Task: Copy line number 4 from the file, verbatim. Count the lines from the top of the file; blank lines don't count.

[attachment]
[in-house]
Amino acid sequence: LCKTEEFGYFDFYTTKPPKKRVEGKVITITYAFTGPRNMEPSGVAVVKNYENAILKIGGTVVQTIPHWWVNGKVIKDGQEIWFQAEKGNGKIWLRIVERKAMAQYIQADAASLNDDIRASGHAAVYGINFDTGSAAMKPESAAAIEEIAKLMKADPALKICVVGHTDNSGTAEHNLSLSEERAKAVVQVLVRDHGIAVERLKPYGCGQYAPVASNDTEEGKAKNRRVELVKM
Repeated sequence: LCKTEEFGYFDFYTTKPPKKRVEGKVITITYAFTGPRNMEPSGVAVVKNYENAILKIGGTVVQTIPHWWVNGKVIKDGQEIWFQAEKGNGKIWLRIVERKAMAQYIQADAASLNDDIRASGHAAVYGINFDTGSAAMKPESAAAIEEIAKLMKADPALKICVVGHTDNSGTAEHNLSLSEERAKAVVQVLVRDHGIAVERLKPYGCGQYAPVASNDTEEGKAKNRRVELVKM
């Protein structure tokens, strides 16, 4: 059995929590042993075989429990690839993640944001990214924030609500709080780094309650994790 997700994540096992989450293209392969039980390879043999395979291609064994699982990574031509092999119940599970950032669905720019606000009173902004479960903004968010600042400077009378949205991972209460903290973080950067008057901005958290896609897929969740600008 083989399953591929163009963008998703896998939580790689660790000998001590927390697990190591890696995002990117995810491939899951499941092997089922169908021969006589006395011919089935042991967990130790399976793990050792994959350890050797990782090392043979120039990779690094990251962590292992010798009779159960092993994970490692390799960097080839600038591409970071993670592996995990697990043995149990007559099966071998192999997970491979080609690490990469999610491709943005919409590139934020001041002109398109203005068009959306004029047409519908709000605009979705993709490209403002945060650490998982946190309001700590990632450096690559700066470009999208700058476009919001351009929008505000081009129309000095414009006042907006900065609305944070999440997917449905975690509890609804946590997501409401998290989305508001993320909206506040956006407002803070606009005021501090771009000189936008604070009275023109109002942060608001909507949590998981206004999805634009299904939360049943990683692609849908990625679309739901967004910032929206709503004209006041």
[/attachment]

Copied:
């Protein structure tokens, strides 16, 4: 059995929590042993075989429990690839993640944001990214924030609500709080780094309650994790 997700994540096992989450293209392969039980390879043999395979291609064994699982990574031509092999119940599970950032669905720019606000009173902004479960903004968010600042400077009378949205991972209460903290973080950067008057901005958290896609897929969740600008 083989399953591929163009963008998703896998939580790689660790000998001590927390697990190591890696995002990117995810491939899951499941092997089922169908021969006589006395011919089935042991967990130790399976793990050792994959350890050797990782090392043979120039990779690094990251962590292992010798009779159960092993994970490692390799960097080839600038591409970071993670592996995990697990043995149990007559099966071998192999997970491979080609690490990469999610491709943005919409590139934020001041002109398109203005068009959306004029047409519908709000605009979705993709490209403002945060650490998982946190309001700590990632450096690559700066470009999208700058476009919001351009929008505000081009129309000095414009006042907006900065609305944070999440997917449905975690509890609804946590997501409401998290989305508001993320909206506040956006407002803070606009005021501090771009000189936008604070009275023109109002942060608001909507949590998981206004999805634009299904939360049943990683692609849908990625679309739901967004910032929206709503004209006041």